Krásný Buk Castle
|Condition||burgstall (no above-ground ruins)|
Krásný Buk Castle (German: Schönbuche) is a ruined a medieval castle near the village of the same name (German: Schönbüchel) in the borough of Krásná Lípa (Schönlinde) in the Šluknov Hook in the Czech Republic. Of the original castle only a few section of wall and parts of the circular rampart (Ringwall) and castle moat have survived.
Krásný Buk was probably founded in the second half of the 13th century. From 1263 its owners could have been the Markwartitz family, but there is no definite evidence of that. At the start of the 14th century the castle belonged to Henry of Leipa, who sold it on in 1319 to the Bohemian king, John of Luxembourg.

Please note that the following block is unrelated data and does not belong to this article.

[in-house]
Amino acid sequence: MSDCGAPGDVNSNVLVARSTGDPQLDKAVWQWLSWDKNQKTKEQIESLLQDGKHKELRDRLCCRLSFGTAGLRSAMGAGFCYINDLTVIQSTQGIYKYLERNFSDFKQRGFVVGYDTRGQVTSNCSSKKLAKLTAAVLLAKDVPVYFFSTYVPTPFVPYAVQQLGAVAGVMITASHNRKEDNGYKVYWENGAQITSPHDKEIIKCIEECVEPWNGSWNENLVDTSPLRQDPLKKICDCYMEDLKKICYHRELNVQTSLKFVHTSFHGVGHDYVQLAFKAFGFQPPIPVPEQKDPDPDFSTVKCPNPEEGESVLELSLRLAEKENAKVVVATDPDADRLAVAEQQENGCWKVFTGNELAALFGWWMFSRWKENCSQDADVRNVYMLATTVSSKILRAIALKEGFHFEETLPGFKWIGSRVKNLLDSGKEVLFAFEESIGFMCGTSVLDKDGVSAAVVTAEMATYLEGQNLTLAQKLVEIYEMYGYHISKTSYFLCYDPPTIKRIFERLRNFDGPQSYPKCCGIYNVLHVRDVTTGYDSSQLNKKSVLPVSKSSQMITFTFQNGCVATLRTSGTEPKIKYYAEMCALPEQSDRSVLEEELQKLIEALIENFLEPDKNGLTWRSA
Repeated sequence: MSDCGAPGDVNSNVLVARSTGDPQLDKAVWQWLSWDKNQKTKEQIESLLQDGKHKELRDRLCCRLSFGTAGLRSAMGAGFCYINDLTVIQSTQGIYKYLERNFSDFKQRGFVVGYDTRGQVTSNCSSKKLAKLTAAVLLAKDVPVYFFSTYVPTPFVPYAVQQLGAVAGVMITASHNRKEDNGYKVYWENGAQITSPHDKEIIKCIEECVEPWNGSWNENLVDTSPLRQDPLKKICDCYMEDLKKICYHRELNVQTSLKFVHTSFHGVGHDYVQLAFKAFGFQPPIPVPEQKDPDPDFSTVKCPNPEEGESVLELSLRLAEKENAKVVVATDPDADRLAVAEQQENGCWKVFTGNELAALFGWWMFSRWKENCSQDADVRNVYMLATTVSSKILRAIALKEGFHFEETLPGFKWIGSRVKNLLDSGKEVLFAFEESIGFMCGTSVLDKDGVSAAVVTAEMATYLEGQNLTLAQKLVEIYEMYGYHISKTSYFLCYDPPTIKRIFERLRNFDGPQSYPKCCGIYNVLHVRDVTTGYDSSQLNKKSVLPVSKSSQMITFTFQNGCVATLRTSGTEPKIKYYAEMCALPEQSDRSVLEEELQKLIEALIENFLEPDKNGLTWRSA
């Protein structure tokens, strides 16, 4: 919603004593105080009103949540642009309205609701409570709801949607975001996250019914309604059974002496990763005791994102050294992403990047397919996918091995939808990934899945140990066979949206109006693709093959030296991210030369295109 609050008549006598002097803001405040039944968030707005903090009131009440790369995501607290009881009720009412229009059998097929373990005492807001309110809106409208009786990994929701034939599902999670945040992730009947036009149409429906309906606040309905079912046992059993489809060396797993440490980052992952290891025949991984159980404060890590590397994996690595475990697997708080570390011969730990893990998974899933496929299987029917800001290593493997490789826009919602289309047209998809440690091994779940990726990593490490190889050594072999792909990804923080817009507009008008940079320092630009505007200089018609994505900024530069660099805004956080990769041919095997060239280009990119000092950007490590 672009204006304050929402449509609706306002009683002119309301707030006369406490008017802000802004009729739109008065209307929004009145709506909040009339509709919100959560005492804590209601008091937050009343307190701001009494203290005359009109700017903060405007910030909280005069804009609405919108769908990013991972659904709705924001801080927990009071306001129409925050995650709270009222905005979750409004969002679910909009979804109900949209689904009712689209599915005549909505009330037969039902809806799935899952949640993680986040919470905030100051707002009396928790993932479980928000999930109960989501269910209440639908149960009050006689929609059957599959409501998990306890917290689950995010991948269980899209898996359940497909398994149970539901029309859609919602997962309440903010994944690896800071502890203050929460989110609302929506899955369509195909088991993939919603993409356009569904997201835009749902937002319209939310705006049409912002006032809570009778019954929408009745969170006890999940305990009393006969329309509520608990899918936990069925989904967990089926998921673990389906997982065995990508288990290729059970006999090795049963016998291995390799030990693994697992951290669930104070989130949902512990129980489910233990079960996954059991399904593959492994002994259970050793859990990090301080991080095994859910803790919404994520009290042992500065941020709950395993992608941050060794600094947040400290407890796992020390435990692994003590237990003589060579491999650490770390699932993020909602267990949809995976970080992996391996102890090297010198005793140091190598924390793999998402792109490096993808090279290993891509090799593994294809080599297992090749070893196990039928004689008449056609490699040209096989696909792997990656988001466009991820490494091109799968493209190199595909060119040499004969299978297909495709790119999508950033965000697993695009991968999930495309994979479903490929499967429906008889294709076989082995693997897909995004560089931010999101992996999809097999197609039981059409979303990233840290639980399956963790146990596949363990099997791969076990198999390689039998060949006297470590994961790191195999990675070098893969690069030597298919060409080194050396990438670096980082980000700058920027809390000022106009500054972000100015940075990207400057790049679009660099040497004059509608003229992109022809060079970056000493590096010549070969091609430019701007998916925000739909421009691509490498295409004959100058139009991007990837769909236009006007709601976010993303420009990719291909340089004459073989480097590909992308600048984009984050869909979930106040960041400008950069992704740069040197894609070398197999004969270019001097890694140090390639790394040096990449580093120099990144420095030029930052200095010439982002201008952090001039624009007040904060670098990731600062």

A little later the Wartenbergs were owners of the castle. They used it especially as a base for their raids. As a result, Krásný Buk was seized and destroyed on 15 September 1339 by troops of the Lusatian League. The castle was not rebuilt again and fell into ruins.
Excavations in 1850 at the castle brought shards of pottery and reportedly also horseshoes, arrowheads and a Hussite mace to light. In addition, not far from the castle on a field a badly weathered Roman coin, broken in two, was found dating to the rule of the Emperor Hadrian (117–138 A.D.).